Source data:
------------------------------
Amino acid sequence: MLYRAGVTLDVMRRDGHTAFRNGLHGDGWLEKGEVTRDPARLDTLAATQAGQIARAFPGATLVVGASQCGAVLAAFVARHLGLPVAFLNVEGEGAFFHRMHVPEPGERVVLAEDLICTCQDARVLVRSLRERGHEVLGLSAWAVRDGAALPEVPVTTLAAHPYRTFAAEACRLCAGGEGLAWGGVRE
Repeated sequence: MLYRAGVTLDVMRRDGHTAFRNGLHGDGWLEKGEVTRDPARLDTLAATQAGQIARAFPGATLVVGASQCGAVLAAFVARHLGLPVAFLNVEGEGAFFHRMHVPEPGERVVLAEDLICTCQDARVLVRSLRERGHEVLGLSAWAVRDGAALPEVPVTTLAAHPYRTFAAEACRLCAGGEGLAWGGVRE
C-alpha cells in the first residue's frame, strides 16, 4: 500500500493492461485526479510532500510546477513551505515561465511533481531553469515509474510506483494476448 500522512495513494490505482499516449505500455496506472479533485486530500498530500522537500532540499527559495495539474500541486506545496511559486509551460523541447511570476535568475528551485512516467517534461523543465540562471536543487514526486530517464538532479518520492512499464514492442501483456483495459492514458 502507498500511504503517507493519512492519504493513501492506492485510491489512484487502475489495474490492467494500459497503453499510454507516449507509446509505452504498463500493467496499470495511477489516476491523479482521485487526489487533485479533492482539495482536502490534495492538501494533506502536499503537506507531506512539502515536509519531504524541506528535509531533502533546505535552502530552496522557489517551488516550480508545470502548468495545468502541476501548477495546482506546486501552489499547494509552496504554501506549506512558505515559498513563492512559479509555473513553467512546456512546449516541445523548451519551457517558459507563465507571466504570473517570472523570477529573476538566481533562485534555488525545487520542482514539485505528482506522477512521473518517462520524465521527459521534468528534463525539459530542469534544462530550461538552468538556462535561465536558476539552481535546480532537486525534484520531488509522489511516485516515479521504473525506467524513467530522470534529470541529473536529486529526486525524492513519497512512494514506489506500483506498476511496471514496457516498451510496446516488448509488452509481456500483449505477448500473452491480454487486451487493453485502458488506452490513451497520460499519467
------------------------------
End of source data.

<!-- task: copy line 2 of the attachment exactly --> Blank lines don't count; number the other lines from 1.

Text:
Repeated sequence: MLYRAGVTLDVMRRDGHTAFRNGLHGDGWLEKGEVTRDPARLDTLAATQAGQIARAFPGATLVVGASQCGAVLAAFVARHLGLPVAFLNVEGEGAFFHRMHVPEPGERVVLAEDLICTCQDARVLVRSLRERGHEVLGLSAWAVRDGAALPEVPVTTLAAHPYRTFAAEACRLCAGGEGLAWGGVRE